512 pages, 200 line diagrams, 60 halftones, 40 tabs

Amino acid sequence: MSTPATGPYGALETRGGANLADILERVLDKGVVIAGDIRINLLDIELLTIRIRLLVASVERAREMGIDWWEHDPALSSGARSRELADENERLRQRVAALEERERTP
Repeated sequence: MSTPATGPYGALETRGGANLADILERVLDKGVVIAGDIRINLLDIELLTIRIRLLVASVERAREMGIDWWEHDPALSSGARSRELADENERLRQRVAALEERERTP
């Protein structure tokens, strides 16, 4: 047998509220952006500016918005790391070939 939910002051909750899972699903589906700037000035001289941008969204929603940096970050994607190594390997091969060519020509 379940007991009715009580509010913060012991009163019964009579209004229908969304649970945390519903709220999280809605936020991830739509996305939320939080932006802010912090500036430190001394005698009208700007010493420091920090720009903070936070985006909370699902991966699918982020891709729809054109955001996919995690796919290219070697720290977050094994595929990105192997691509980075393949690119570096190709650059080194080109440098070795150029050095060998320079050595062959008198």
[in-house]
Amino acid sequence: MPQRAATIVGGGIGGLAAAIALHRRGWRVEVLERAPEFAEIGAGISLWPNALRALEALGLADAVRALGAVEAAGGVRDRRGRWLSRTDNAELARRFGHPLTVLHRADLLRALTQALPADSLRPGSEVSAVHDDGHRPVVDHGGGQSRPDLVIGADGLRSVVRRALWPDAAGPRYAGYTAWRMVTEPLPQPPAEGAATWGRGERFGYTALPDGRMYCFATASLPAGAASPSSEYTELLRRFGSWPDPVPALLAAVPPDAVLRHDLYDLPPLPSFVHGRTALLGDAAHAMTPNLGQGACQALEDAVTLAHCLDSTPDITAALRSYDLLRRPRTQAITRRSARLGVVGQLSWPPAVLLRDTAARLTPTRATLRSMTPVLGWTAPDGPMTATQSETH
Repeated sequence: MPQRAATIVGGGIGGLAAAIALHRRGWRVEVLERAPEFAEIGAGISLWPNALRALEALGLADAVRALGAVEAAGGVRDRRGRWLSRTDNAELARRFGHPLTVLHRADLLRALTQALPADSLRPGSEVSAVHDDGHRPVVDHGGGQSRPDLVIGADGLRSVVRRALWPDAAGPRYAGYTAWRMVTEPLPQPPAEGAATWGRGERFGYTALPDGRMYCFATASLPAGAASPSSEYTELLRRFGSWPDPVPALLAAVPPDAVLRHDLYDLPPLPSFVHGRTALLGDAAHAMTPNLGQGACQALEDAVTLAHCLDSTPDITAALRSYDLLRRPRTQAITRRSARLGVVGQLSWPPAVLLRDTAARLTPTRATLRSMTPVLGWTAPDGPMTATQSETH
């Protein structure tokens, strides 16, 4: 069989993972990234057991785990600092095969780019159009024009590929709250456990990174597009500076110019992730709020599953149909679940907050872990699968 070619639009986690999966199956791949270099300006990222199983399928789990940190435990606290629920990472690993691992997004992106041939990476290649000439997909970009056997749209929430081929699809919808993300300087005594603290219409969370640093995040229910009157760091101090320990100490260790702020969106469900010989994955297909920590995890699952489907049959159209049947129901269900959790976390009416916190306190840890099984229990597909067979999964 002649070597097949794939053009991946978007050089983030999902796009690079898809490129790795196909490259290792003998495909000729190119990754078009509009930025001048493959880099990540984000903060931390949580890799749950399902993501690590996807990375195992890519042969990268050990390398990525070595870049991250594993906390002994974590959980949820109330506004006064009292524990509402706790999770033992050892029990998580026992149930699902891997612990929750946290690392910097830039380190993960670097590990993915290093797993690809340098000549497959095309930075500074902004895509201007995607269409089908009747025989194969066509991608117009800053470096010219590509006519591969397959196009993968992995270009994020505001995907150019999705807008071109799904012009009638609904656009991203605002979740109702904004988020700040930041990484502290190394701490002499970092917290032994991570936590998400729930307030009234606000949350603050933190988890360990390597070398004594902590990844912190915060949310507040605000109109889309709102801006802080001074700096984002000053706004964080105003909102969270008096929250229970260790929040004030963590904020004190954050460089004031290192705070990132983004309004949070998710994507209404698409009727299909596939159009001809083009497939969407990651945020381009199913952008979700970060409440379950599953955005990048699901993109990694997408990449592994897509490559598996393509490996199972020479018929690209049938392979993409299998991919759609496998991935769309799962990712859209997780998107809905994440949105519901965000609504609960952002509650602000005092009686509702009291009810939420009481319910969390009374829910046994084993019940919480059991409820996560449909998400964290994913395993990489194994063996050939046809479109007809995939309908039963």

For the last 40 years astronomers have observed sources of intense X-ray radiation from beyond our Solar System. These have been associated with remarkable objects, such as neutron stars and black holes. Current satellite observatories have enabled us to extend the studies of these objects from the Milky Way and Magellanic Clouds to individual X-ray sources in other galaxies. At the same time, imaging facilities at gamma-rays and TeV energies have improved enormously, leading to many further discoveries within our own galaxy. This Symposium presents an overview of these new developments, covering detailed studies of individual sources within the Milky Way, global descriptions of X-ray source populations in other galaxies, and less resolved relatives at high redshift. Galaxy nuclei and diffuse emission components are included, as are new discoveries at gamma-rays and TeV energies.
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